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The Flehmen Response: Why is my cat making that face?


Has your cat ever smelled something and then immediately made a repulsed, confused, or just downright weird face? As a cat owner we may see our feline’s reaction and assume this is a sign of aggression, or that perhaps they felt something along the lines of disgust or repulsion. In actuality, the science behind this phenomenon reveals this behavior is perfectly natural and healthy in cats!


What It Is:


Often called the “Flehmen response”, cats will lift their lips and may tilt their heads back. The word Flehmen is German for “lip curl”, and cats will do just this in order to better investigate a smell. This allows two ducts on the roof of the cat’s mouth to open up. Cats use the scent hormones called pheromones to send messages to other cats, such as rubbing their cheeks against objects to mark their territory. When a cat grimaces or lifts its lips, pheromones are trapped by its tongue and then transferred to the two ducts in its mouth.

The flehmen response is essentially sniffing, but cats inhale air through their mouths instead of their noses. The ducts connect to the vomeronasal organ, also called the Jacobson’s organ- this is an organ us humans have inside of us too. Jacobson's organs are located between the hard palate of the mouth and the septum of the nose. They are linked to the hypothalamus, the part of the brain that transfers information to different locations. Because cats do this, scientists believe that the information the Jacobson’s organ processes may be in between taste and smell, and cats could be using it not only to determine a female’s reproductive status, but the physiological conditions of an animal as well.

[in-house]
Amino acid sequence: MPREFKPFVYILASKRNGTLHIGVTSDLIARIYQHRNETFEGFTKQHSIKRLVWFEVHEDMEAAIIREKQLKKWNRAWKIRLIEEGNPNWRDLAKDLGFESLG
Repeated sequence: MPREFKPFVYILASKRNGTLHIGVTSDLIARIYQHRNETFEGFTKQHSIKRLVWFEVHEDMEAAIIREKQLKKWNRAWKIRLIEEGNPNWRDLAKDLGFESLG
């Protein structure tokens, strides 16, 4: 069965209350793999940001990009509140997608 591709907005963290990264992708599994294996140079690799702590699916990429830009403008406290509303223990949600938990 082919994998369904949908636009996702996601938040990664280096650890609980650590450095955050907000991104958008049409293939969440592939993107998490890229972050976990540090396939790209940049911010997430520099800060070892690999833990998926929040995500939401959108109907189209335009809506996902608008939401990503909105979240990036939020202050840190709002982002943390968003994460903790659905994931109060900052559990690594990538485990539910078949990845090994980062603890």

Image - Lippincott Williams and Wilkins

Do All Cats Do This?


Yes, all cats do this! However, male cats tend to show the flehmen response more often. This is thought to be because they pay more attention to sex-related information, even if neutered, and scents left by another cat can indicate whether a female cat is a compatible mate. However, the sneer is not exclusive to males. Many owners have reported their female kitty doing this multiple times a day, whereas their male cat only does it on rare occasions.


Why It Matters:


The flehmen response is completely normal for your cat to do and does not call for concern. It helps with mating, communicating with other cats, as well as marking their territory. For example, when cat sitting in San Francisco I’ve had cats warily approach me and show the flehmen sneer because I’ve been spending time around other people’s cats. Recognizing whether your furry friend is panting, hissing, or flehming is an important distinction when interpreting your cat’s behavior (plus, now you know more about why your cat always makes that funny face).

The flehmen response is found in many other animals as well, such as horses, giraffes, elk, and llamas. During the evolutionary process, even humans had it! In fact, when a human baby is born it develops a pair of pits at the bottom of the nostrils, a sign that the ducts used to connect to the vomeronasal organ- evidence that during development our ancestors definitely flehmed.

-Rohan Kelly, Cait. “What Is a Cat Flehmen Response?” Catster, 14 May 2019, www.catster.com/cat-behavior/what-is-cat-flehmen-response.

-Cornwell, Langley. “What Is a Flehmen Response in Cats?” CANIDAE, 27 May 2015, www.canidae.com/blog/2015/05/what-is-a-flehmen-response-in-cats/.

-Bittel, Jason. “Why Do Dogs, Cats, Camels, and Llamas Make That Weird Face?” Slate, 12 Jan. 2016, https://slate.com/technology/2016/01/dogs-cats-and-other-animals-flehmen-response-to-smell.html

-Shojai, Amy. “What Is the Flehmen Response in Cats?” The Spruce Pets , 12 Jan. 2020, www.thesprucepets.com/flehmen-response-in-cats-553917.

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